Executive Briefings

There's More Talk About Mobile Commerce Than There Is Actual Buying

When it comes to mobile shopping, so far there's more buzz than buy. As the number of people who use smartphones grows, companies selling everything from hardware to high fashion are touting all the new applications they're rolling out that enable shoppers to do anything from check a store's inventory while in the dressing room to order prescriptions.

Retailers are betting that selling their wares on a device that people carry around all day can encourage Americans to spend money during an economic downturn in which they're making fewer impulse buys in their bricks-and-mortar stores. But so far, consumers mostly are using their phones to look up locations and compare prices and stopping short of tapping the "buy" button. Why? In part because they find it hard to shop on the tiny screens and they don't quite think it's safe to input their credit card information into their phone.

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When it comes to mobile shopping, so far there's more buzz than buy. As the number of people who use smartphones grows, companies selling everything from hardware to high fashion are touting all the new applications they're rolling out that enable shoppers to do anything from check a store's inventory while in the dressing room to order prescriptions.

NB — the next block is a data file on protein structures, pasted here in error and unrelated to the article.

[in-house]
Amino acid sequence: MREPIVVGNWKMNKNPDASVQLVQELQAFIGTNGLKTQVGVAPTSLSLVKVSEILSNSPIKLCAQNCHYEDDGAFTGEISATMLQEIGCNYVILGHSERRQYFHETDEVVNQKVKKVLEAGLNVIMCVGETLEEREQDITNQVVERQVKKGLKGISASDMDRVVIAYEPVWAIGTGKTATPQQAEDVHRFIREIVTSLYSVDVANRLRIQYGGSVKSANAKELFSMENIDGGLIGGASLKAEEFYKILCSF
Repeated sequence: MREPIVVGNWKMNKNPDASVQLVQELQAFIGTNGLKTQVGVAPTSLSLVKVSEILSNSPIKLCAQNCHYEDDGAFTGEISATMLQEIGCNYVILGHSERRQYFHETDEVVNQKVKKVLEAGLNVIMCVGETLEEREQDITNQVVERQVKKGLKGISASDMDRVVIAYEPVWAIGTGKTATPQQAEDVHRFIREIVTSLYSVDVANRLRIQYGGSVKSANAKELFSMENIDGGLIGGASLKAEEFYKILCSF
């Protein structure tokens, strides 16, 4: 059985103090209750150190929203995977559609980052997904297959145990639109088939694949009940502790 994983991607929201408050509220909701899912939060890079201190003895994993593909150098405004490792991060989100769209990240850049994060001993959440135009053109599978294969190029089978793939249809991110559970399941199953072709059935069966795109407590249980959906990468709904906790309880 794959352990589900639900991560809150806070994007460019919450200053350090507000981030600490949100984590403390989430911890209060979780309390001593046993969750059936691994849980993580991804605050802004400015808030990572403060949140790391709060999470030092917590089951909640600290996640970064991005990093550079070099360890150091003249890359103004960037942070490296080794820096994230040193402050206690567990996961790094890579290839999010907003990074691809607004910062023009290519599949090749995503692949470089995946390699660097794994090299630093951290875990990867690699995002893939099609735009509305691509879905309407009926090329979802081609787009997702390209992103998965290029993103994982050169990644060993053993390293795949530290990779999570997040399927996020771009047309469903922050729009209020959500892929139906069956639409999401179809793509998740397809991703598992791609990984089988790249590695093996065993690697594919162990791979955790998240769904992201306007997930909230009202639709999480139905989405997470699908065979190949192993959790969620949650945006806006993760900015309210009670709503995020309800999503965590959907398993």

Retailers are betting that selling their wares on a device that people carry around all day can encourage Americans to spend money during an economic downturn in which they're making fewer impulse buys in their bricks-and-mortar stores. But so far, consumers mostly are using their phones to look up locations and compare prices and stopping short of tapping the "buy" button. Why? In part because they find it hard to shop on the tiny screens and they don't quite think it's safe to input their credit card information into their phone.

Read Full Article